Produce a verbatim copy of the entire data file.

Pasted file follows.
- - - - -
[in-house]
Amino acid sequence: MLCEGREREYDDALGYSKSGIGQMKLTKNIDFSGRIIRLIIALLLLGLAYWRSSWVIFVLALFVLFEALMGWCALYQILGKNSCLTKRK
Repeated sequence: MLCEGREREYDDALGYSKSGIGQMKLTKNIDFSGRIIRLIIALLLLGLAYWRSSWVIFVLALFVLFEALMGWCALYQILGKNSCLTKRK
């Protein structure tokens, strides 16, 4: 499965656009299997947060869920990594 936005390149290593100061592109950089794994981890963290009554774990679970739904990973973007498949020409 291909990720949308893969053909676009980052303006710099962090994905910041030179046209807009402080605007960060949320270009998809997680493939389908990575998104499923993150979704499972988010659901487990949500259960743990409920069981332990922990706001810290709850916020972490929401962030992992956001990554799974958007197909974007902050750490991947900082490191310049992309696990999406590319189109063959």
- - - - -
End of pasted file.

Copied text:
[in-house]
Amino acid sequence: MLCEGREREYDDALGYSKSGIGQMKLTKNIDFSGRIIRLIIALLLLGLAYWRSSWVIFVLALFVLFEALMGWCALYQILGKNSCLTKRK
Repeated sequence: MLCEGREREYDDALGYSKSGIGQMKLTKNIDFSGRIIRLIIALLLLGLAYWRSSWVIFVLALFVLFEALMGWCALYQILGKNSCLTKRK
């Protein structure tokens, strides 16, 4: 499965656009299997947060869920990594 936005390149290593100061592109950089794994981890963290009554774990679970739904990973973007498949020409 291909990720949308893969053909676009980052303006710099962090994905910041030179046209807009402080605007960060949320270009998809997680493939389908990575998104499923993150979704499972988010659901487990949500259960743990409920069981332990922990706001810290709850916020972490929401962030992992956001990554799974958007197909974007902050750490991947900082490191310049992309696990999406590319189109063959």